The city Education Department has ended most Covid restrictions for students, although teachers still have to be vaccinated.

Many teachers and families have been counting on the upcoming school year to bring a return to normalcy.

In New York City, as in many other parts of the country, the start of school on Sept. 8 may very well feel more like the days before the Covid-19 pandemic, as the school system rolls back restrictions, including an end to in-school PCR testing and the requirement that families fill out a daily health screening form.

The changes reflect the Centers for Disease Control and Prevention’s shift toward learning how to live with the virus, instead of allowing it to disrupt life. “We know that Covid-19 is here to stay,” Greta Massetti, a C.D.C. epidemiologist, said at a news briefing last week.

The new guidelines were posted on the Department of Education website a week after the C.D.C. loosened its own Covid-19 guidelines: The agency no longer recommends that people stay six feet away from others or that people who are exposed to Covid quarantine at home, although it recommends that they still wear a mask for 10 days.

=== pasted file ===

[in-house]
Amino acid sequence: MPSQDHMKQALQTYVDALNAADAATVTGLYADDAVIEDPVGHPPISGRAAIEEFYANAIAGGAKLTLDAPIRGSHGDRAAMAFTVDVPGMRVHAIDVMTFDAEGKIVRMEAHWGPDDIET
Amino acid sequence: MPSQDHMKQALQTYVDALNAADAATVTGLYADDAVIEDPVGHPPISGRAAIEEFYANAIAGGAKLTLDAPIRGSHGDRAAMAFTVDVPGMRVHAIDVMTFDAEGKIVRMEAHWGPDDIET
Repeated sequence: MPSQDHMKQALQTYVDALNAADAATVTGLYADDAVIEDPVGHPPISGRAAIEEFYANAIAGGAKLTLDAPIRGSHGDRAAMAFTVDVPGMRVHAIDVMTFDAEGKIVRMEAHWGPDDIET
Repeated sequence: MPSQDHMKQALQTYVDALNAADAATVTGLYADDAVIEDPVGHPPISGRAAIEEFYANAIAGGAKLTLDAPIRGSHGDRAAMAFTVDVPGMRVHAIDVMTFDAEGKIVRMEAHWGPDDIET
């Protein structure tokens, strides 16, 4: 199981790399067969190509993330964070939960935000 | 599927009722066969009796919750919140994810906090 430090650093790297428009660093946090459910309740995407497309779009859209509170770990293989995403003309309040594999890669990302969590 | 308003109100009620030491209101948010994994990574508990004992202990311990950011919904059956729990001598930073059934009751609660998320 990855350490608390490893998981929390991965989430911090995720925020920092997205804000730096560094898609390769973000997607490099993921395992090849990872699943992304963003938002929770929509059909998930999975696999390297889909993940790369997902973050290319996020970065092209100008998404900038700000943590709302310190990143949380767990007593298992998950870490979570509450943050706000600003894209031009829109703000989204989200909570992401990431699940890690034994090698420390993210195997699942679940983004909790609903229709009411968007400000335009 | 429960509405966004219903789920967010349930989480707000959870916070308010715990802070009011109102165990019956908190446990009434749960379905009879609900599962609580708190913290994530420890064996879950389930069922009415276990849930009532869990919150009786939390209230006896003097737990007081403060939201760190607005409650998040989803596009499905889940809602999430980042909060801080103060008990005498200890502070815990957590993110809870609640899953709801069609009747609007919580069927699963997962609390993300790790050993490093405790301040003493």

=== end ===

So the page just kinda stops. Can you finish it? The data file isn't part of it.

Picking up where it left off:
After a wave earlier in the summer, coronavirus cases in New York City dropped 34 percent during the first two weeks of August, and hospitalizations decreased 22 percent over the same time period, according to The New York Times’s data dashboard.

But some pediatricians are concerned that the relaxing of Covid-19 restrictions in schools could lead to another surge.

“I think we are all expecting to see a lot more cases moving forward,” said Toni Eyssallenne, an internist and pediatrician for Strong Children’s Wellness, a Queens-based medical group.

Here’s the latest information about Covid-19 guidelines in the New York City public school system.

Will there be any mask mandates?

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